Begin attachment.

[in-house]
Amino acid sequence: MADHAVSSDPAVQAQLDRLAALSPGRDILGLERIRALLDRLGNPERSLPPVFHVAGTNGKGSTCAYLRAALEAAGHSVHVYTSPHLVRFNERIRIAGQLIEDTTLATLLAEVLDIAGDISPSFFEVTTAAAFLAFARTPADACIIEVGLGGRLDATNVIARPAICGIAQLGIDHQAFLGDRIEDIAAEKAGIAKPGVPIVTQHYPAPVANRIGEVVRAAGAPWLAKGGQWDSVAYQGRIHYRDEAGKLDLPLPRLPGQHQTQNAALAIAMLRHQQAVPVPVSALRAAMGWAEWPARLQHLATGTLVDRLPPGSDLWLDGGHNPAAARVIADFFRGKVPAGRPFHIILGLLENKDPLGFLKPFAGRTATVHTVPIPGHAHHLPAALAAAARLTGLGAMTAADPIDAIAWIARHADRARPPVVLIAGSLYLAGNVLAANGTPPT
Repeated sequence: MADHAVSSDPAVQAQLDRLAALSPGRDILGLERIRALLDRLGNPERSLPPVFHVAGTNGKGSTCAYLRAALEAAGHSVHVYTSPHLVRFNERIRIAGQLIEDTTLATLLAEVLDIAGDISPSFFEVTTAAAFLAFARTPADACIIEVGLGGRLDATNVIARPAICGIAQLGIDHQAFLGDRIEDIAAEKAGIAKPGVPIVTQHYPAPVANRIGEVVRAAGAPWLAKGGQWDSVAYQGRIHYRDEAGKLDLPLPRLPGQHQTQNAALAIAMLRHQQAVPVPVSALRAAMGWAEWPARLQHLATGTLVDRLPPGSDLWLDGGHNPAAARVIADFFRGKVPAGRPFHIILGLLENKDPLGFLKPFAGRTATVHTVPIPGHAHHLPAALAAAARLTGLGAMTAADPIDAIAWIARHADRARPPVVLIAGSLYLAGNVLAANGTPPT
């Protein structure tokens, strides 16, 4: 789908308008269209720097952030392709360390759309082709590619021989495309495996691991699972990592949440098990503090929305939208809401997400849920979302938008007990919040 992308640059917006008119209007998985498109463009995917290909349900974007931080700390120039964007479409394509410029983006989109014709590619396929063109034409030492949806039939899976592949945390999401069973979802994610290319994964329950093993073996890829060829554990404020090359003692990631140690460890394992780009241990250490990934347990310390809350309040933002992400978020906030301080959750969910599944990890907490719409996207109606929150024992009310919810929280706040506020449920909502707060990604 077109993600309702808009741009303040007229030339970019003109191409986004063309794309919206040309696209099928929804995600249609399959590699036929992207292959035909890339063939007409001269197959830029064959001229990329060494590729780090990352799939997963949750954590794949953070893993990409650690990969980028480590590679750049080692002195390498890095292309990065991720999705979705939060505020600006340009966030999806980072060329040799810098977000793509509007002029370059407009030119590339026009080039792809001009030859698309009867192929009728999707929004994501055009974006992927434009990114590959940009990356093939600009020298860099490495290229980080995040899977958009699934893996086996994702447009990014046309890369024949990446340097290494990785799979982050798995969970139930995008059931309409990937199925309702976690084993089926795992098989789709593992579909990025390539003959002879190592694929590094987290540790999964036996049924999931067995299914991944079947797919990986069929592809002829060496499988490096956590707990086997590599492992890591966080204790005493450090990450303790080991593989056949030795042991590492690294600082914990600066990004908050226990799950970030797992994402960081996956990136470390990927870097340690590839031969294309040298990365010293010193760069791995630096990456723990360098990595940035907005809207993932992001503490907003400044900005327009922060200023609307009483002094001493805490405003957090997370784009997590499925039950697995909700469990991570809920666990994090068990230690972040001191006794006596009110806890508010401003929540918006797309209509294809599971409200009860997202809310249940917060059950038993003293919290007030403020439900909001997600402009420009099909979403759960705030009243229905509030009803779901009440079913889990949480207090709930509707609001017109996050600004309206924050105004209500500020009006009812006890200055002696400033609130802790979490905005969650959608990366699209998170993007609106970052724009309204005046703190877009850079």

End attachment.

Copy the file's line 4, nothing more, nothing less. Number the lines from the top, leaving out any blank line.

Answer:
């Protein structure tokens, strides 16, 4: 789908308008269209720097952030392709360390759309082709590619021989495309495996691991699972990592949440098990503090929305939208809401997400849920979302938008007990919040 992308640059917006008119209007998985498109463009995917290909349900974007931080700390120039964007479409394509410029983006989109014709590619396929063109034409030492949806039939899976592949945390999401069973979802994610290319994964329950093993073996890829060829554990404020090359003692990631140690460890394992780009241990250490990934347990310390809350309040933002992400978020906030301080959750969910599944990890907490719409996207109606929150024992009310919810929280706040506020449920909502707060990604 077109993600309702808009741009303040007229030339970019003109191409986004063309794309919206040309696209099928929804995600249609399959590699036929992207292959035909890339063939007409001269197959830029064959001229990329060494590729780090990352799939997963949750954590794949953070893993990409650690990969980028480590590679750049080692002195390498890095292309990065991720999705979705939060505020600006340009966030999806980072060329040799810098977000793509509007002029370059407009030119590339026009080039792809001009030859698309009867192929009728999707929004994501055009974006992927434009990114590959940009990356093939600009020298860099490495290229980080995040899977958009699934893996086996994702447009990014046309890369024949990446340097290494990785799979982050798995969970139930995008059931309409990937199925309702976690084993089926795992098989789709593992579909990025390539003959002879190592694929590094987290540790999964036996049924999931067995299914991944079947797919990986069929592809002829060496499988490096956590707990086997590599492992890591966080204790005493450090990450303790080991593989056949030795042991590492690294600082914990600066990004908050226990799950970030797992994402960081996956990136470390990927870097340690590839031969294309040298990365010293010193760069791995630096990456723990360098990595940035907005809207993932992001503490907003400044900005327009922060200023609307009483002094001493805490405003957090997370784009997590499925039950697995909700469990991570809920666990994090068990230690972040001191006794006596009110806890508010401003929540918006797309209509294809599971409200009860997202809310249940917060059950038993003293919290007030403020439900909001997600402009420009099909979403759960705030009243229905509030009803779901009440079913889990949480207090709930509707609001017109996050600004309206924050105004209500500020009006009812006890200055002696400033609130802790979490905005969650959608990366699209998170993007609106970052724009309204005046703190877009850079």